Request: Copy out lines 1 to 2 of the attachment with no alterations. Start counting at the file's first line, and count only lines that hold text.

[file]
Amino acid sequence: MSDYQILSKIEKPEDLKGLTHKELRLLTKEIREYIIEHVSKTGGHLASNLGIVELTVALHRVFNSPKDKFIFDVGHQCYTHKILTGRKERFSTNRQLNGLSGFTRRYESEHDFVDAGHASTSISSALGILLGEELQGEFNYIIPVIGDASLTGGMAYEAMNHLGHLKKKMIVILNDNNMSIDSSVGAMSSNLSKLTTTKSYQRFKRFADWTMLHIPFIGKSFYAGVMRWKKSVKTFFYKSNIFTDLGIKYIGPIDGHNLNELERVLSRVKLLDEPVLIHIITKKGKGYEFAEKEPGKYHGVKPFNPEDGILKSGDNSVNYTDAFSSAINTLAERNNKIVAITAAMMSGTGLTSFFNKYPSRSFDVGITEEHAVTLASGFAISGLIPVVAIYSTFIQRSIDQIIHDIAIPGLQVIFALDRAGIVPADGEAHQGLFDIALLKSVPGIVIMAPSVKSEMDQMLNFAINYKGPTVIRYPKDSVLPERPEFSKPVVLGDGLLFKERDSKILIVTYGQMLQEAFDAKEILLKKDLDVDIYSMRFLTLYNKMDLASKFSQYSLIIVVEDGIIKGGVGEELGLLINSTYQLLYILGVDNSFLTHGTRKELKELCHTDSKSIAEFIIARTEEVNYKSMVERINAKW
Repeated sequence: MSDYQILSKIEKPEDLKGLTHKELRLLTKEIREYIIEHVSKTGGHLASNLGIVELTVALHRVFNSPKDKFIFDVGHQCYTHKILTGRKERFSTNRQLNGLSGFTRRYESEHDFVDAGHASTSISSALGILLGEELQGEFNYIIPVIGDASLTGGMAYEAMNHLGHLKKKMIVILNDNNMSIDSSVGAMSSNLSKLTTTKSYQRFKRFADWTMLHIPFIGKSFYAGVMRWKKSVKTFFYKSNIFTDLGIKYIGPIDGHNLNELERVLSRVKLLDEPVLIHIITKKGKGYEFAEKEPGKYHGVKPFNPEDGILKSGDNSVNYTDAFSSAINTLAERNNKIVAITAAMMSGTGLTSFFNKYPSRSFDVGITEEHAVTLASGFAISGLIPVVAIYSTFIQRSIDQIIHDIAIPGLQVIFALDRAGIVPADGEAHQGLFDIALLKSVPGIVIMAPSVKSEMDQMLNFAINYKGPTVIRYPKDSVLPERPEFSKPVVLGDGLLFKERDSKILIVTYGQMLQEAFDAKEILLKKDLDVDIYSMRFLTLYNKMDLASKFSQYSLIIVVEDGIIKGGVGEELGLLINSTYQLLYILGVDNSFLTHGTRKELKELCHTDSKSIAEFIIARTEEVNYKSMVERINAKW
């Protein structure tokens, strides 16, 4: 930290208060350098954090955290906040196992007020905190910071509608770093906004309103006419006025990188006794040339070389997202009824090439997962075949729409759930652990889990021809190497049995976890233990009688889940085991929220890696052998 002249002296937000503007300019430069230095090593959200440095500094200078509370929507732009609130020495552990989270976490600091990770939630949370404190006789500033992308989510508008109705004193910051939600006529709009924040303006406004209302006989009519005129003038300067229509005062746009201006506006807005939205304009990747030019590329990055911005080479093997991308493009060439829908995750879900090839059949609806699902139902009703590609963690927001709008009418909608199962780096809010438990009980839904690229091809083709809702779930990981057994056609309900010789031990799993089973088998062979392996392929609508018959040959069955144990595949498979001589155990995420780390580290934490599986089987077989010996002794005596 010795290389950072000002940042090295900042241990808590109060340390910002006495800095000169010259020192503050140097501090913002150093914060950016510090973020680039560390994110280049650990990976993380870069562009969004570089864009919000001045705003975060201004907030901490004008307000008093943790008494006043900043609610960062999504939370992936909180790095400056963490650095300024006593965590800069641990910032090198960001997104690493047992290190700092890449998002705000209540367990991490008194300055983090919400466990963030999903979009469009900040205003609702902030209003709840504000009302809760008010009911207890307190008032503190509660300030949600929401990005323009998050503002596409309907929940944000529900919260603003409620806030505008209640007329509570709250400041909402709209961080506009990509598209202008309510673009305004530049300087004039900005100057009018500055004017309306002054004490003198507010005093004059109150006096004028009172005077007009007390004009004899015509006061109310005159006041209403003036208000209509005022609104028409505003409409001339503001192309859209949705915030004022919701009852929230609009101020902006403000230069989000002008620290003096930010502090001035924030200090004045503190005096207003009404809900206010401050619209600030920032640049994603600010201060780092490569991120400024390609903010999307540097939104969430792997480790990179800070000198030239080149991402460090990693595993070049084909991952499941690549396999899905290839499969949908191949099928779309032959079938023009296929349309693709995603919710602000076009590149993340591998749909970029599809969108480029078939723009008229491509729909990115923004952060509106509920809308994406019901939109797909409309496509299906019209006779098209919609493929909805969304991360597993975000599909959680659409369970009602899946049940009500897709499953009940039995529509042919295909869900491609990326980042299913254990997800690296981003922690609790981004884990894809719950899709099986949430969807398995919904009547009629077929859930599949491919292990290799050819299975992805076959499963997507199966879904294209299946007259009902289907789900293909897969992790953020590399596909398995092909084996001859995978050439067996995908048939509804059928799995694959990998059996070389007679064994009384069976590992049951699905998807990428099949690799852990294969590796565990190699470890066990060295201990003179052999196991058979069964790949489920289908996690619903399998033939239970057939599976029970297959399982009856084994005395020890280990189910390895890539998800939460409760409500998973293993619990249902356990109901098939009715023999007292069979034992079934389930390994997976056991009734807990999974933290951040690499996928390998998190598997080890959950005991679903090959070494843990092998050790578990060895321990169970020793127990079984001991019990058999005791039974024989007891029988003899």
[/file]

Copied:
Amino acid sequence: MSDYQILSKIEKPEDLKGLTHKELRLLTKEIREYIIEHVSKTGGHLASNLGIVELTVALHRVFNSPKDKFIFDVGHQCYTHKILTGRKERFSTNRQLNGLSGFTRRYESEHDFVDAGHASTSISSALGILLGEELQGEFNYIIPVIGDASLTGGMAYEAMNHLGHLKKKMIVILNDNNMSIDSSVGAMSSNLSKLTTTKSYQRFKRFADWTMLHIPFIGKSFYAGVMRWKKSVKTFFYKSNIFTDLGIKYIGPIDGHNLNELERVLSRVKLLDEPVLIHIITKKGKGYEFAEKEPGKYHGVKPFNPEDGILKSGDNSVNYTDAFSSAINTLAERNNKIVAITAAMMSGTGLTSFFNKYPSRSFDVGITEEHAVTLASGFAISGLIPVVAIYSTFIQRSIDQIIHDIAIPGLQVIFALDRAGIVPADGEAHQGLFDIALLKSVPGIVIMAPSVKSEMDQMLNFAINYKGPTVIRYPKDSVLPERPEFSKPVVLGDGLLFKERDSKILIVTYGQMLQEAFDAKEILLKKDLDVDIYSMRFLTLYNKMDLASKFSQYSLIIVVEDGIIKGGVGEELGLLINSTYQLLYILGVDNSFLTHGTRKELKELCHTDSKSIAEFIIARTEEVNYKSMVERINAKW
Repeated sequence: MSDYQILSKIEKPEDLKGLTHKELRLLTKEIREYIIEHVSKTGGHLASNLGIVELTVALHRVFNSPKDKFIFDVGHQCYTHKILTGRKERFSTNRQLNGLSGFTRRYESEHDFVDAGHASTSISSALGILLGEELQGEFNYIIPVIGDASLTGGMAYEAMNHLGHLKKKMIVILNDNNMSIDSSVGAMSSNLSKLTTTKSYQRFKRFADWTMLHIPFIGKSFYAGVMRWKKSVKTFFYKSNIFTDLGIKYIGPIDGHNLNELERVLSRVKLLDEPVLIHIITKKGKGYEFAEKEPGKYHGVKPFNPEDGILKSGDNSVNYTDAFSSAINTLAERNNKIVAITAAMMSGTGLTSFFNKYPSRSFDVGITEEHAVTLASGFAISGLIPVVAIYSTFIQRSIDQIIHDIAIPGLQVIFALDRAGIVPADGEAHQGLFDIALLKSVPGIVIMAPSVKSEMDQMLNFAINYKGPTVIRYPKDSVLPERPEFSKPVVLGDGLLFKERDSKILIVTYGQMLQEAFDAKEILLKKDLDVDIYSMRFLTLYNKMDLASKFSQYSLIIVVEDGIIKGGVGEELGLLINSTYQLLYILGVDNSFLTHGTRKELKELCHTDSKSIAEFIIARTEEVNYKSMVERINAKW